Cher Public

Down Argentine way

It has always puzzled me—and I’m not the only one—that so few successful operas have been composed in Spanish. It is not, heaven knows, a lack of idiosyncratic melody; Spain and its erstwhile colonies burst at the seams with it, and the many dance rhythms lend flavor to whole continents. There is a homegrown style of light opera, zarzuela, but that has seldom lurched across ethnic boundaries even within Spain.  

When I was in Tarragona, I was severely reprimanded: zarzuela was Castilian and should never be sought in Catalunya. In America, in English, zarzuela is hopeless. Spanish singers have been among the reigning glories of opera for centuries, but Spanish song is not what they are famous for singing.

Spain’s national opera was composed by a Frenchman to a libretto in French based on a French novella: Carmen. It is set in Seville, as are famous operas composed by Italians, Austrians, Russians, even P.D.Q. Bach (The Civilian Barber). But who can name a Sevillean opera by a Spaniard? No se.

Perhaps the language itself is the problem. Spanish is so full of grandiloquence that when it is pronounced with the proper vital, nostril-flaring impulsion, it hardly requires melody to illustrate a passionate point. Figures of speech, over-the-top pronunciamentos and accusations all sound more operatic here, or more than operatic, other than operatic. “I shall breast-feed a boot,” cries the masochistic María in Ástor Piazzola’s “tango opera,” María de Buenos Aires, playing through Sunday at Le Poisson Rouge on Bleecker Street, in a production by Opéra Hispánica. (I’m quoting the subtitles; they could be wrong.)

Too, there all those words ending in “s,” accented esses that close words, plurals, adjectives, pronouns. You can’t sing in the Italian manner if you can’t conclude in vowel outcries, ornamented or merely defiant. Esses shut you down. This is intense and poetic and operatic, but it’s not vocally operatic, at least in the way we are used to.

There are other reasons you might wonder if María de Buenos Aires is an opera. No real story is enacted, no characters live within a drama—they merely report. A great deal of the show is spoken narration; other parts are imaginatively danced. The only singers are Solange Merdinian (as María) and Marcelo Guzzo (a sort of narrator/commentator called El Payador). They have strong voices and their performances thrill; they act up a storm as well.

But the mysterious El Duende (Gerardo Gudiño), a “nocturnal spirit” who summons María from nowhere, and summons her again from quick and merciful death to haunt the tango-ridden streets (if I got the story right), is merely a man in makeup, striking poses and reading unmemorized lines with menace. He declaims well, but the notebook makes us doubt they come from his soul.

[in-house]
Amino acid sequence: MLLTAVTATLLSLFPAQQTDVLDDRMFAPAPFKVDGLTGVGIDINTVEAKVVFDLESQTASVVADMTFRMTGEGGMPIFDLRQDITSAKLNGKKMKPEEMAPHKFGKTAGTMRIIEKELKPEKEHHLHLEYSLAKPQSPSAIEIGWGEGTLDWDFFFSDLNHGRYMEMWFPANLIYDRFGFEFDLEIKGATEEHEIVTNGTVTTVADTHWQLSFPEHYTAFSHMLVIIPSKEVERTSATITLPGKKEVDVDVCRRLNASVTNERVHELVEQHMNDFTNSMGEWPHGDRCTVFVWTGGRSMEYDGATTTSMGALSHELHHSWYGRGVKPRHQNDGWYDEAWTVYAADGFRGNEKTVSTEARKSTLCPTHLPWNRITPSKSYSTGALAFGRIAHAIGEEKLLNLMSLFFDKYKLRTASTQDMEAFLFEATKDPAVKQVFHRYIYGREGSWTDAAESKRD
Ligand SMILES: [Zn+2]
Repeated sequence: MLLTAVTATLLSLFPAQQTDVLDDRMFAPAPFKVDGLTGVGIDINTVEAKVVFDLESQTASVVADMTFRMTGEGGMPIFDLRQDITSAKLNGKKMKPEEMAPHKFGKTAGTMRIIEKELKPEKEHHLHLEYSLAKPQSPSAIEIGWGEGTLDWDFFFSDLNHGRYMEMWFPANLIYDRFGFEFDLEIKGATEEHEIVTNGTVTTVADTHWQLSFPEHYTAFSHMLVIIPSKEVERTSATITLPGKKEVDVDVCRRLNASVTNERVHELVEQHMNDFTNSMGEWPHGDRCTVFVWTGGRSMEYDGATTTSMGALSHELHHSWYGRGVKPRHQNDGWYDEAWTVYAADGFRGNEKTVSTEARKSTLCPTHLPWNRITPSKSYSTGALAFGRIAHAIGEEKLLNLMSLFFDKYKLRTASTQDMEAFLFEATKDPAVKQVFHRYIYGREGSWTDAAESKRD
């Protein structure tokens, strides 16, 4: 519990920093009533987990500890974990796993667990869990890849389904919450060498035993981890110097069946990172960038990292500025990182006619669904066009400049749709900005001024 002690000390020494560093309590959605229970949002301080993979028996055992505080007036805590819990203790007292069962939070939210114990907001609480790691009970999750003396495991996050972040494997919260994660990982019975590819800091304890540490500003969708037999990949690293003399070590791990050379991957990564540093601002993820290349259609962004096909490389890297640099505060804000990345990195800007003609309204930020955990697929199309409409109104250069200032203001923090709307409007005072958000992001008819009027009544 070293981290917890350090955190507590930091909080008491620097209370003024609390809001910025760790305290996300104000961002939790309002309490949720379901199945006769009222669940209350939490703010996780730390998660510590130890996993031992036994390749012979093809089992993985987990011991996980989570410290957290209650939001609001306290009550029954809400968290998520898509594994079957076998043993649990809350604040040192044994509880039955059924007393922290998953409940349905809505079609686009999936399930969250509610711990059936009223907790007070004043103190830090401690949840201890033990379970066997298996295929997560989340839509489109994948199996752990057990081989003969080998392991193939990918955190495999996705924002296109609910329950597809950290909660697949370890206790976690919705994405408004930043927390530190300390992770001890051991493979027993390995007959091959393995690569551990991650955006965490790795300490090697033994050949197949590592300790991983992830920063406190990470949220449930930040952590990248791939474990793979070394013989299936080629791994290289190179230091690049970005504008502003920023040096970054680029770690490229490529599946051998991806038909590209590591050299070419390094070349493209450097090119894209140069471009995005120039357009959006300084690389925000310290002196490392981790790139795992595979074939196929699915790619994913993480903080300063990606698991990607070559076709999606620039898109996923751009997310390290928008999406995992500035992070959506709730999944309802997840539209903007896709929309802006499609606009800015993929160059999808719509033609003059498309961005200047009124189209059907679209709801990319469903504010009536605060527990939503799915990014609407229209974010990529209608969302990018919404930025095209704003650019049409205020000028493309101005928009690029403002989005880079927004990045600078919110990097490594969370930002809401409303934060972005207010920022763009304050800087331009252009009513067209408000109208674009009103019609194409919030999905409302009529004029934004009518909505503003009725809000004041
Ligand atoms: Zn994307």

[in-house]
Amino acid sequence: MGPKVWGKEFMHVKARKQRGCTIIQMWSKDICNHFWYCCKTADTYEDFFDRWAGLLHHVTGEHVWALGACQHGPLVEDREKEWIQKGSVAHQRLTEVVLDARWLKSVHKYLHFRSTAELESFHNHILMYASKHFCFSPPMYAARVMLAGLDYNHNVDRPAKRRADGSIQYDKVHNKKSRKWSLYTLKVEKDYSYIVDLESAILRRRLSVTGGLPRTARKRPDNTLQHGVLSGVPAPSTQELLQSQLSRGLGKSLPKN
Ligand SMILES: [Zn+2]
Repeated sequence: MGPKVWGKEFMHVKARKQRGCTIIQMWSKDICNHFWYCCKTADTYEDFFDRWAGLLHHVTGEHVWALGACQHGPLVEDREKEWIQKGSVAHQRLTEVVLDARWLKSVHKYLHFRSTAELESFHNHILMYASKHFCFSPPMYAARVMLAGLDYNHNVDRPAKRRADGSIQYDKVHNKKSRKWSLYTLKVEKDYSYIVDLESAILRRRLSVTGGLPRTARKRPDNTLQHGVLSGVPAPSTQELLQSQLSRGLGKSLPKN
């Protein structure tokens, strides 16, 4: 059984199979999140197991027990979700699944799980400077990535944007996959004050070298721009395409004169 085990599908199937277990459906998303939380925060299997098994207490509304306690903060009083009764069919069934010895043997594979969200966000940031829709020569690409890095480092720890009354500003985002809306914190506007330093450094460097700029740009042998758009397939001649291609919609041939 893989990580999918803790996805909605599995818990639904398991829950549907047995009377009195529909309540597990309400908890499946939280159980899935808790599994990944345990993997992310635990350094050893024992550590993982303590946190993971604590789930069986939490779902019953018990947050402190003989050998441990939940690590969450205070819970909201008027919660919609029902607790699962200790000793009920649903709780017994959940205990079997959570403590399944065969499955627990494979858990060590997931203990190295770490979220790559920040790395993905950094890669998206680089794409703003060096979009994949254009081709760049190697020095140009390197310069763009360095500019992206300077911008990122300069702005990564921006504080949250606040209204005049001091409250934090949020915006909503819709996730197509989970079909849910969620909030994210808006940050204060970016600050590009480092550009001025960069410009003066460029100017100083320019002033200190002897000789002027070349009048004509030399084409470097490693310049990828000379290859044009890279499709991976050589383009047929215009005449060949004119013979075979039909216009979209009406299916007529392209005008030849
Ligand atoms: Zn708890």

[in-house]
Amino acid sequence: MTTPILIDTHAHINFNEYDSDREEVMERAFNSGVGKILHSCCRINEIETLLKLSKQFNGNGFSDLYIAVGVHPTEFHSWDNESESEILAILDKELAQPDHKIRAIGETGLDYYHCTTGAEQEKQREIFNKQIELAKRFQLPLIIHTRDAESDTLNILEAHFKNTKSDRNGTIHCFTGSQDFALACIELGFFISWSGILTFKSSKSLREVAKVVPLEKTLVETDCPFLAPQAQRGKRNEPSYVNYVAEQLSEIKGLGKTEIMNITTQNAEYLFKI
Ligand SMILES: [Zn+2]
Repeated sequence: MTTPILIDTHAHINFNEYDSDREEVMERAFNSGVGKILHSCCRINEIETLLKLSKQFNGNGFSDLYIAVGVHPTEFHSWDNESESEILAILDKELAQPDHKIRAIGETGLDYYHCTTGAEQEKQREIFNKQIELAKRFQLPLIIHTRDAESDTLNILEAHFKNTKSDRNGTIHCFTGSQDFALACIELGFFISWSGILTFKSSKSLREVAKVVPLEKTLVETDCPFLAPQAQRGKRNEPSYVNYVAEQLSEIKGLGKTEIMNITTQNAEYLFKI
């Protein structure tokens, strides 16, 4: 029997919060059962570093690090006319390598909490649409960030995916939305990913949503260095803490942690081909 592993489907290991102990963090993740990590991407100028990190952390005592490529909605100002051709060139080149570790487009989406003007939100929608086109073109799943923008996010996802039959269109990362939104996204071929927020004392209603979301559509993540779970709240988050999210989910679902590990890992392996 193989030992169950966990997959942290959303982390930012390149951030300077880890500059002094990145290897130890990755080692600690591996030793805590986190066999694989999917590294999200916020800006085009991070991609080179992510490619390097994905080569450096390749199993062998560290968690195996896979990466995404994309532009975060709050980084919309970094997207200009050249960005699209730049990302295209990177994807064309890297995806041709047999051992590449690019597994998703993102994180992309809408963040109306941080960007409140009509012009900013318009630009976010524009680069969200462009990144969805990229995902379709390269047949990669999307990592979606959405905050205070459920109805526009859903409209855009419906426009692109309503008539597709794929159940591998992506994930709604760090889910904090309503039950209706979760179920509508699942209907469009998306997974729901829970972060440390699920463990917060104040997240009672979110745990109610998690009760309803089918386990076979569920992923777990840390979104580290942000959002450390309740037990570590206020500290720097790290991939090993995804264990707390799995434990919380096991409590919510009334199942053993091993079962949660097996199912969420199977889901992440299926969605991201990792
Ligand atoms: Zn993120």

The faint story: María appears in B.A. (a country girl? a slum girl?), is lost, assaulted, raped, murdered; rises from her wretched funeral (summoned by El Duende), learns to tango, involves herself with more men, is assaulted, raped and murdered. What a difference a dance makes!

This is not clearly acted, and though the attendant dancers are good (Daniel Fetecua Soto was the choreographer, Beth Greenberg the stage director), we have seen better, or perhaps merely seen such things in less cramped theaters. What Piazzola has written is more song cycle than opera, and the singers must be strong enough to hold interest during the brief duration of the piece. Merdinian and Guzzo are strong, and their emotions, especially’s María’s defiant miseries, affecting. But it is a commentary on the story not an illustration of it.

The purely musical excitement of the event, for me, lay in the orchestration of the songs for an ensemble of nine. Daniel Frost Hernández Jorge Parodi led the extraordinary band, and the music was arranged to display their particular gifts.

The violinist (Sami Merdinian), the flutist (Nathalie Joachim) and the percussionist (Hector Flores) made especially intricate and subtle contributions, producing sounds from their instruments that might have emerged from the alleys of Buenos Aires at nightfall, while María had a special relationship indeed with the national folk instrument, the bandonéon, a small accordion, wielded by JP Joffre.

  • Quanto Painy Fakor

    Don’t forget that the tango was originally a dance for men.

    • Lady Abbado

      Reading the word zarzuela reminded me of this video:

    • papopera

      quelle élégance !

    • Quanto Painy Fakor

  • michaelredmond

    You’re so right, Cieca, as usual. There are lots of fabulous zarzuelas that meet the standards of Viennese operettas. We get the operettas all the time. We get no zarzuelas. LAS GOLONDRINAS (The Swallows, 1914) by Jose Maria Usandizaga is a particular favorite of mine. As a rule, the U.S. gives pretty short shrift to Spanish, Latin American concert music, too. Wonderful composers, too little known and heard.

  • This was a pretty irritating review to read. My impression is that the critic hadn’t done his homework in advance.

    Why the wholly irrelevant digression on Zarzuela and Spanish opera in general for a review of “Maria”?

    Piazzolla called the work an “orbita”, not an opera.

    Is it possible that the Goblin/El Duende in this production is a representation of Ferrer himself, or more generically a poet -- thus the notebook is a marker of his profession, not the crutch for an unprepared actor?

    Given the surrealism of the text, and the mystical plot, I would neither expect nor want the action to be melodramatically “illustrated”. That would coarsen the work’s emphatically poetic qualities.